Mount Auburn Cemetery is known for its lush landscapes, bird-watching and, of course, its buried occupants. It’s also a place where scientists hope a tiny creature could help cut how much carbon is released into the air.

On a recent morning in Mount Auburn, ecologist Brooks Mathewson took out a Ziploc bag holding wet paper towels. He gently shook the bag and a small, unassuming amphibian squirmed its way out. It’s an Eastern red-backed salamander. Topping out between 2 to 4 inches long, its size obscures its authority — and voracious appetite.

“The wolves of the forest floor, I like to call them,” Mathewson said.

Red-backs are the most abundant salamander in any healthy forest and a top-level predator: One salamander eats about 20 bugs a day. While Mount Auburn Cemetery in Cambridge and Watertown is a final resting place for many, it’s also where Mathewson is hoping to breathe life into this amphibian’s population. Since the fall of 2017, he has released close to 80 of these salamanders into the cemetery as part of a larger, long-term project to restore native plants and creatures in areas throughout Mount Auburn.

Red-backs are easy to find in any healthy New England forest. It’s almost certain they called Mount Auburn home over 100 years ago until development drove the population out. The cemetery’s location in the midst of an urban industrial setting at the time made it impossible for the population to reenter. Mathewson is trying to change that.

“Red-backs are often looked at as an 'indicator' species — a species that tells us a lot about the health of an ecosystem,” he said.

Now that the cemetery is a suitable habitat again, Mathewson said, they can be reintroduced and signal how the forest is doing over time. And the salamanders' taste for bugs could be significant in reducing how much carbon is released into the air.

“About 15 percent of the carbon that we emit now as humans in the United States is absorbed by forests, and a big component of this is keeping carbon in the soil and not having it go back into the atmosphere,” Mathewson said.

Two to three times as much carbon is stored in the soil as in the trees above them. In autumn, when trees lose their leaves, a lot of carbon is still stored in those leaves. And when bugs and beetles chow down on them at high speed, carbon is rapidly released into the atmosphere. But when the Eastern red-backed salamanders enter the picture, they slow the decomposition rate by preying on those bugs. That's why these amphibians are crucial to keeping carbon in the soil.

Richard Primack, a biology professor at Boston University, said while bringing in new populations of red-backed salamanders is a good idea and makes ecosystems species-rich, it’s not going to really solve the world’s climate change problems.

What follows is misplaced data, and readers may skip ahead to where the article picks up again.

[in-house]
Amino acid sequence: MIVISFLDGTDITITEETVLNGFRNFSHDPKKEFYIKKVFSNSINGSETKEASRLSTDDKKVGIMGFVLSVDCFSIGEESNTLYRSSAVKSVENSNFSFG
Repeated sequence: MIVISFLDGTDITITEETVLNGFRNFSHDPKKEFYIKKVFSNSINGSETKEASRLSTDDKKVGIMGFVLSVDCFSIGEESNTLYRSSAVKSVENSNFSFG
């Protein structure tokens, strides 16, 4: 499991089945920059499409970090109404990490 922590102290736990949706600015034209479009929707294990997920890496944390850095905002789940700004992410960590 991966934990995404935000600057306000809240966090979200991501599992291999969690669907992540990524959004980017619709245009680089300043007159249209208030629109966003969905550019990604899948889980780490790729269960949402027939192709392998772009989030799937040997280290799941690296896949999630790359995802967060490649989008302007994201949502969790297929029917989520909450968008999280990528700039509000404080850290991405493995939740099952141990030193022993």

"Scientists are very concerned about methods to increase the ability of plants to absorb carbon dioxide and to store carbon dioxide in the soil, but the world’s climate change problems are really caused by the massive destruction of tropical rain forests in countries like Brazil and Indonesia, and it’s caused by the ever-increasing use of fossil fuels like oil, coal and natural gas," Primack said.

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Red-backed salamanders also have a unique characteristic: they don’t breed in water. Bryan Windmiller, director of conservation at Zoo New England, said this trait allows them to freely roam the forest floor, but it also gives them an advantage in more urban areas.

“Red-backed salamanders are the only ones in Massachusetts that don’t breed in water. They are hearty in terms of dealing with the effect in what we humans do to the landscapes,” Windmiller said. “They have simple habitat needs. All other amphibians have to make their way to water to breed.”

Consecration Dell is a short walk from the cemetery’s main entrance. It’s a wildlife oasis with lush plant life and a vernal pool. Mathewson veers off the pathway to where several numbered cover boards are placed on a small hillside.

“This is mimicking coarse woody debris, so it’s mimicking what their habitat would be under a log or rock. So we’re going to go and release this salamander right below one of the cover boards and we’re going to make note of where he was released,” Mathewson explained.

He lifts a cover board and places a 1-year-old salamander underneath. It immediately burrows under the leaves and disappears. Mathewson isn't sure if he’ll see this particular salamander again, but he’s confident the population has been established since the project began a year and a half ago.

“We’re finding them under the cover boards fairly often," Mathewson said. "But when the soil dries out, they move deeper into the forest floor. Or if it’s really wet, they’ll be in the leaf litter and not under the cover object. So you don’t sample the entire population when you look under these cover boards. But this is a good home base to have.”

While unleashing an army of red-backed salamanders may not save the planet, Mathewson said taking care of our forests is a step in the right direction.

“We’re going to have to figure out how to get the carbon that's in the atmosphere now already, out of the atmosphere," he said. "And one of the big tools that we can use to do this are having healthy forests.”